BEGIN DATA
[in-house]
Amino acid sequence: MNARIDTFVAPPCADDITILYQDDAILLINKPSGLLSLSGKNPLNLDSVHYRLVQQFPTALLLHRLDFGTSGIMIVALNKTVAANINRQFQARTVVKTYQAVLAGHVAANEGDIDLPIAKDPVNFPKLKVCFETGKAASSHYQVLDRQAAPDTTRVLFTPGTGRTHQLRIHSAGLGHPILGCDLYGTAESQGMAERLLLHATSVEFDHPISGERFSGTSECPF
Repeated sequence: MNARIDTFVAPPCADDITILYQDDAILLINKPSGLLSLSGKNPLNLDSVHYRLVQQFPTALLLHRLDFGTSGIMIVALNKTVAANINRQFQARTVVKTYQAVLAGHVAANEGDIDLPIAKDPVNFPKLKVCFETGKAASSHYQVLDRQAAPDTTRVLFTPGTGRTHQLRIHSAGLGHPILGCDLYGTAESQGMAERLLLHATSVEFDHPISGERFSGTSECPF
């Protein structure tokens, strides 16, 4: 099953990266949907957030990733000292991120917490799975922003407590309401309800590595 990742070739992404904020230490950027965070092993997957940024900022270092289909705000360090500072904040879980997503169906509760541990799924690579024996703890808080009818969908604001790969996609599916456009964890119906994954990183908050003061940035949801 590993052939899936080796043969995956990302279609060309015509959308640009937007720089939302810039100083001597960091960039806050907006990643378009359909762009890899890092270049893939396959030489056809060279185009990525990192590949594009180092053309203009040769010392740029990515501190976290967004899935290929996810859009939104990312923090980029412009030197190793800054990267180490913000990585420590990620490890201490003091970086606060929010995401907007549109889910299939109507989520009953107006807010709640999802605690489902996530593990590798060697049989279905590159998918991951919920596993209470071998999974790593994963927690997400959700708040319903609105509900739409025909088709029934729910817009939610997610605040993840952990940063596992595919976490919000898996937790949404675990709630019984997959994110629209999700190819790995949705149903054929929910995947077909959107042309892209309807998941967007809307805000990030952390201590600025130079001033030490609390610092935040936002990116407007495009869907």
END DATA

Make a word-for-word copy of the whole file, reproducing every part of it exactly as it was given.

[in-house]
Amino acid sequence: MNARIDTFVAPPCADDITILYQDDAILLINKPSGLLSLSGKNPLNLDSVHYRLVQQFPTALLLHRLDFGTSGIMIVALNKTVAANINRQFQARTVVKTYQAVLAGHVAANEGDIDLPIAKDPVNFPKLKVCFETGKAASSHYQVLDRQAAPDTTRVLFTPGTGRTHQLRIHSAGLGHPILGCDLYGTAESQGMAERLLLHATSVEFDHPISGERFSGTSECPF
Repeated sequence: MNARIDTFVAPPCADDITILYQDDAILLINKPSGLLSLSGKNPLNLDSVHYRLVQQFPTALLLHRLDFGTSGIMIVALNKTVAANINRQFQARTVVKTYQAVLAGHVAANEGDIDLPIAKDPVNFPKLKVCFETGKAASSHYQVLDRQAAPDTTRVLFTPGTGRTHQLRIHSAGLGHPILGCDLYGTAESQGMAERLLLHATSVEFDHPISGERFSGTSECPF
């Protein structure tokens, strides 16, 4: 099953990266949907957030990733000292991120917490799975922003407590309401309800590595 990742070739992404904020230490950027965070092993997957940024900022270092289909705000360090500072904040879980997503169906509760541990799924690579024996703890808080009818969908604001790969996609599916456009964890119906994954990183908050003061940035949801 590993052939899936080796043969995956990302279609060309015509959308640009937007720089939302810039100083001597960091960039806050907006990643378009359909762009890899890092270049893939396959030489056809060279185009990525990192590949594009180092053309203009040769010392740029990515501190976290967004899935290929996810859009939104990312923090980029412009030197190793800054990267180490913000990585420590990620490890201490003091970086606060929010995401907007549109889910299939109507989520009953107006807010709640999802605690489902996530593990590798060697049989279905590159998918991951919920596993209470071998999974790593994963927690997400959700708040319903609105509900739409025909088709029934729910817009939610997610605040993840952990940063596992595919976490919000898996937790949404675990709630019984997959994110629209999700190819790995949705149903054929929910995947077909959107042309892209309807998941967007809307805000990030952390201590600025130079001033030490609390610092935040936002990116407007495009869907």